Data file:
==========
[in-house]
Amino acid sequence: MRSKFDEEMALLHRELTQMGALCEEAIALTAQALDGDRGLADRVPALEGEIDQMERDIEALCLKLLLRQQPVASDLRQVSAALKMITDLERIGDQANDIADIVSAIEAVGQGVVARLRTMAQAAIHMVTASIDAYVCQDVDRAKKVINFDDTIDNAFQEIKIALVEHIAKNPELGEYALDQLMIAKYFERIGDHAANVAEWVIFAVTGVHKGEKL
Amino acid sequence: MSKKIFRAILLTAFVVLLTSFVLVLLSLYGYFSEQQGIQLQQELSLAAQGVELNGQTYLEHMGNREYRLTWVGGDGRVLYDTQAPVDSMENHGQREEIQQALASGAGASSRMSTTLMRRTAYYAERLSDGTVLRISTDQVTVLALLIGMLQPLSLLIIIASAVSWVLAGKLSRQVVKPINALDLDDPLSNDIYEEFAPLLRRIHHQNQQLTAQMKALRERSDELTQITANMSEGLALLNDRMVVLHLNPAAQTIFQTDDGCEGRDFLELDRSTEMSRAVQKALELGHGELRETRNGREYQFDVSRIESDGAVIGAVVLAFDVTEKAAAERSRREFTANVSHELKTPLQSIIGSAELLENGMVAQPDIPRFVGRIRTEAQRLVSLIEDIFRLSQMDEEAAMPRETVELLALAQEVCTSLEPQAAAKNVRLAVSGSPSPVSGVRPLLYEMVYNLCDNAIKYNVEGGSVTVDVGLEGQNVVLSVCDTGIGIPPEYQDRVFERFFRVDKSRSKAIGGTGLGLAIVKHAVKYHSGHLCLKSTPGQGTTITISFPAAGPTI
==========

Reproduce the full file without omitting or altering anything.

[in-house]
Amino acid sequence: MRSKFDEEMALLHRELTQMGALCEEAIALTAQALDGDRGLADRVPALEGEIDQMERDIEALCLKLLLRQQPVASDLRQVSAALKMITDLERIGDQANDIADIVSAIEAVGQGVVARLRTMAQAAIHMVTASIDAYVCQDVDRAKKVINFDDTIDNAFQEIKIALVEHIAKNPELGEYALDQLMIAKYFERIGDHAANVAEWVIFAVTGVHKGEKL
Amino acid sequence: MSKKIFRAILLTAFVVLLTSFVLVLLSLYGYFSEQQGIQLQQELSLAAQGVELNGQTYLEHMGNREYRLTWVGGDGRVLYDTQAPVDSMENHGQREEIQQALASGAGASSRMSTTLMRRTAYYAERLSDGTVLRISTDQVTVLALLIGMLQPLSLLIIIASAVSWVLAGKLSRQVVKPINALDLDDPLSNDIYEEFAPLLRRIHHQNQQLTAQMKALRERSDELTQITANMSEGLALLNDRMVVLHLNPAAQTIFQTDDGCEGRDFLELDRSTEMSRAVQKALELGHGELRETRNGREYQFDVSRIESDGAVIGAVVLAFDVTEKAAAERSRREFTANVSHELKTPLQSIIGSAELLENGMVAQPDIPRFVGRIRTEAQRLVSLIEDIFRLSQMDEEAAMPRETVELLALAQEVCTSLEPQAAAKNVRLAVSGSPSPVSGVRPLLYEMVYNLCDNAIKYNVEGGSVTVDVGLEGQNVVLSVCDTGIGIPPEYQDRVFERFFRVDKSRSKAIGGTGLGLAIVKHAVKYHSGHLCLKSTPGQGTTITISFPAAGPTI